It’s all in the details! And it has been a long time since I have read a novel that could have turned out to be a boring Dickensian novel instead of a creepy, gothic, historical, mysterious, OUTSTANDING read.
The first thing you need to know is the meaning of the title Fingersmith. According to Wikipedia (because I could not find the definition in The American Heritage College Dictionary or The Oxford English Dictionary) a fingersmith is a petty thief.
Set in Victorian London, this is the story of Sue, who is seventeen years old and was orphaned as a baby. She is growing up in a home that is not only owned by a baby seller but is frequented by the absolute bottom feeders of society. There is always a new scam, a new deal, a new forgery. This is Sue’s world and all she knows.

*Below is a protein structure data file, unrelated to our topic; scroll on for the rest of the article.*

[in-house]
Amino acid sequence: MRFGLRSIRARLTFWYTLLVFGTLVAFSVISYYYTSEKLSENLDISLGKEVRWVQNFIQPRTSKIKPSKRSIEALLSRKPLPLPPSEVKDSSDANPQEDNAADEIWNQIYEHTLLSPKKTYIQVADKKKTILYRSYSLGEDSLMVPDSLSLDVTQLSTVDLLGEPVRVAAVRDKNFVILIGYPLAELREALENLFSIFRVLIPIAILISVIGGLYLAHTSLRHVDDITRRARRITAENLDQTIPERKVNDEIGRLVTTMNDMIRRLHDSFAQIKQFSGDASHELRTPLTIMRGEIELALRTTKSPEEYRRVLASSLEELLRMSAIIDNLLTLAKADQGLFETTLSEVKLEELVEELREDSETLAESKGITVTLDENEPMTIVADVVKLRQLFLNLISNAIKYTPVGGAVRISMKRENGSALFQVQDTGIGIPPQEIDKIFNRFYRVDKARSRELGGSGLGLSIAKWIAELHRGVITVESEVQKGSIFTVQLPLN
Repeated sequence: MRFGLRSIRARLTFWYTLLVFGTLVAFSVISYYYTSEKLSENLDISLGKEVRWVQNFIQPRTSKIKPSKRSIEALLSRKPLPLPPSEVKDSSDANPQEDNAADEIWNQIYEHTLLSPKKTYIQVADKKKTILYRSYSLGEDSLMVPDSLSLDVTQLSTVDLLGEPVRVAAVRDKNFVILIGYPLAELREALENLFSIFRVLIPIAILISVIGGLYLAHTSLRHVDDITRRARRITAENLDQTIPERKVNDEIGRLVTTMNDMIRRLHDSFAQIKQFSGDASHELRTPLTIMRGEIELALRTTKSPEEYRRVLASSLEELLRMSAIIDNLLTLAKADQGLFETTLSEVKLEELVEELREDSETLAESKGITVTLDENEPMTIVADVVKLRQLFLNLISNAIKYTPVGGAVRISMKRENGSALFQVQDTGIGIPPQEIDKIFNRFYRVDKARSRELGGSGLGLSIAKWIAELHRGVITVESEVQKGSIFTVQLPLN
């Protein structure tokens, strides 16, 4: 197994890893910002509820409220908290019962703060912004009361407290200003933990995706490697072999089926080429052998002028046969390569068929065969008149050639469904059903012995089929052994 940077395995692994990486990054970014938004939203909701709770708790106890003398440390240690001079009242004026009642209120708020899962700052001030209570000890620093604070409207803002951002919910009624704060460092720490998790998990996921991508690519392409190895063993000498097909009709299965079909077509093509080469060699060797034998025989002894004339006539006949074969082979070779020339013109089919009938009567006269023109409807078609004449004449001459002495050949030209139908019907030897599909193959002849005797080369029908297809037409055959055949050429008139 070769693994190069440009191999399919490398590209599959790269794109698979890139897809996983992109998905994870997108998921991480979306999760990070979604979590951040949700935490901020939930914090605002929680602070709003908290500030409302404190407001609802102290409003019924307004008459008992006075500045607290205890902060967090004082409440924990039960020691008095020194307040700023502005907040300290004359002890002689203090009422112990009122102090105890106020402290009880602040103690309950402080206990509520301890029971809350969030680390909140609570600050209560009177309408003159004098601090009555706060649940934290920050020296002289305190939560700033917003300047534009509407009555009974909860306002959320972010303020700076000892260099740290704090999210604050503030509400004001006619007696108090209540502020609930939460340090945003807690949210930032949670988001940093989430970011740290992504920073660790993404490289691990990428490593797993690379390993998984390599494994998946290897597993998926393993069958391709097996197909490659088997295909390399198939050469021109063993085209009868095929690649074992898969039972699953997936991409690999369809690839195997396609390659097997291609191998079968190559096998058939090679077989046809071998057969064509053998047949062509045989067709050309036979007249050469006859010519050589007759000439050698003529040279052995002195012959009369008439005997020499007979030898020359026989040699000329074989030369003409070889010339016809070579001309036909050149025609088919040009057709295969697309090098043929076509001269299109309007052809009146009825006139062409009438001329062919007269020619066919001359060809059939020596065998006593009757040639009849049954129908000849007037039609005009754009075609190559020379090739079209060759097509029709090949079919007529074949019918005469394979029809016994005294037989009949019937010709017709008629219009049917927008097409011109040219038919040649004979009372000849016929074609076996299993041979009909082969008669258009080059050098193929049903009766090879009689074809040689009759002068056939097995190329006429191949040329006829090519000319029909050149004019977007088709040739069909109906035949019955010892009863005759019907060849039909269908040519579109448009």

And that is really all I can say without spoiling this unbelievably engrossing book. Oh, except that it is really, really long (511 pages) but so worth it!
Read-alike: The Thirteenth Tale by Diane Setterfield. Same feel and pace, although very different storylines.